The New York Times reported soon-to-be-transitioning Sony Chair Amy Pascal admitted she had indeed been fired for her cultural cluelessness—although she technically didn’t acknowledge her ignorance and accountability in the termination. “You should always say exactly what you think directly to people all the time,” said Pascal. “In the moment, the first time.” Um, if Pascal had any integrity, she would have followed her own advice versus insulting President Obama, exposing her closet racism and prompting her own dismissal.
Amy Pascal Says Sony Pushed Her Out of Studio Post
By Michael Cieply
LOS ANGELES — “All I did was get fired,” Amy Pascal said during a public discussion at the Women in the World conference in San Francisco on Wednesday.
With that blunt declaration, Ms. Pascal put to rest behind-the-scenes speculation among those who work closely with her as to how much was push and how much was pull in the weeks leading to the announcement of her exit from Sony Pictures Entertainment last week.
Ms. Pascal now acknowledges there was plenty of push. Her remarks, made on stage during a talk with the writer and media entrepreneur Tina Brown, were framed as a tribute to women honored at the annual meeting, which in the past featured Hillary Rodham Clinton and the International Monetary Fund’s managing director, Christine Lagarde.
“All the women here are doing incredible things in this world,” said Ms. Pascal, in the immediate run-up to her remark about being shoved out of Sony.
Long before Sony was hit by a damaging hacking attack that spread Ms. Pascal’s embarrassing emails around the planet, she had been in deep discussions about a contract renewal, and those obviously had not gone well. In the late summer, it looked as if she might be gone — the victim of a weakening track record and of changing studio economics.
By the fall, however, people close to her signaled that the renewal was settled, though always speaking on condition of anonymity.
In November came the hacking, which crippled the company’s computer systems and made available reams of data on the company, including personal emails. For a time, it appeared that the attack had perversely changed the internal equation in Ms. Pascal’s favor. People briefed on Sony’s internal workings repeatedly said her career would not be a victim of the attack. Sony executives, and Ms. Pascal, just as repeatedly declined to discuss her renewal.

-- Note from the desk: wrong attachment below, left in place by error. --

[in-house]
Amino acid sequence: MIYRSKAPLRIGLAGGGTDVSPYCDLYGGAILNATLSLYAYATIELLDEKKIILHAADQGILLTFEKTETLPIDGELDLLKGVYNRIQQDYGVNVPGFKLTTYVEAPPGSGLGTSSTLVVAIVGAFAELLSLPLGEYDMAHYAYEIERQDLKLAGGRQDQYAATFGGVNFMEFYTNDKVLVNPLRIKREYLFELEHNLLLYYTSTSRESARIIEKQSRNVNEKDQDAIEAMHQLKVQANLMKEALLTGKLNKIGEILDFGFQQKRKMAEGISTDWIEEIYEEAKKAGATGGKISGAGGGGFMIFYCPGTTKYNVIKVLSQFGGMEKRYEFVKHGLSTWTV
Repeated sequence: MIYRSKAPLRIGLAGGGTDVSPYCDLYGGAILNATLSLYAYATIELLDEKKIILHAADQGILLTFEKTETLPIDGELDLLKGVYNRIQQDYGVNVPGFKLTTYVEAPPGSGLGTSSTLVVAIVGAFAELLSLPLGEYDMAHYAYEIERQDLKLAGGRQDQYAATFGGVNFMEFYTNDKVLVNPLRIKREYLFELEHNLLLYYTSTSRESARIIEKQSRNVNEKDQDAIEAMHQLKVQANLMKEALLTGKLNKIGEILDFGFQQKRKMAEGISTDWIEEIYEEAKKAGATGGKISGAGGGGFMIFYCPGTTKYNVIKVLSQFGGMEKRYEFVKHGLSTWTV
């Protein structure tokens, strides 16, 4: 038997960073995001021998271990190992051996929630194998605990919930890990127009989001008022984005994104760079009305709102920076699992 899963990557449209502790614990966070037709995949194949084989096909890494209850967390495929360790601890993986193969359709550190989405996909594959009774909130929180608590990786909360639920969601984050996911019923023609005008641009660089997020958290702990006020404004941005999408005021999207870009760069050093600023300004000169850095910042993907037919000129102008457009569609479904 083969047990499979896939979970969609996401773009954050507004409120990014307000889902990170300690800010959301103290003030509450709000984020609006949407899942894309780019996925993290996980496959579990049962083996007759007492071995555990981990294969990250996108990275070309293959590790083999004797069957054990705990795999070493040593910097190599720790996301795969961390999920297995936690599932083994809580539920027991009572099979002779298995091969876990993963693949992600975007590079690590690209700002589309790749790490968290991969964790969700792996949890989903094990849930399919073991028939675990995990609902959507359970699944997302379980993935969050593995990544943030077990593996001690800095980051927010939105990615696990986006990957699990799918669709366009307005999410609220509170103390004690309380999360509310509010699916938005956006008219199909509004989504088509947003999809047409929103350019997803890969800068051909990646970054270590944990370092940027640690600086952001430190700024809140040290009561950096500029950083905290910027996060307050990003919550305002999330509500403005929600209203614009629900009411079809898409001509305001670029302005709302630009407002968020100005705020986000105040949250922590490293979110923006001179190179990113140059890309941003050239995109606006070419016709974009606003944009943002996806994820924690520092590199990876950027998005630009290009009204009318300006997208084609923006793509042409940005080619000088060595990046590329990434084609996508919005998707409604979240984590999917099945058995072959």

With last week’s announcement of her resignation, Ms. Pascal was described by some people as having tired of the job, and of the contract renewal process. They said she found the prospect of a fresh career producing movies more alluring than a taxing executive job.
The studio’s official statement about her departure was artfully ambiguous: It said Ms. Pascal would “transition” to a new production venture at the studio, without getting into the particulars of her departure.
Ms. Pascal’s new production deal could pay her as much as $40 million over four years, and involves her with some of Sony’s most valued projects, including the “Spider-Man” and “Da Vinci Code” series. As details of the deal came out, word began to circulate among studio associates, including producers who would now be competing with her, that she had in fact been fired.
On Thursday, a spokeswoman for Sony, where Ms. Pascal remains co-chairwoman until May, declined to comment.
But, as reported by the Recode.net Web news service, Ms. Pascal was mincing no words on Wednesday.
“You should always say exactly what you think directly to people all the time,” she said.
“In the moment, the first time.”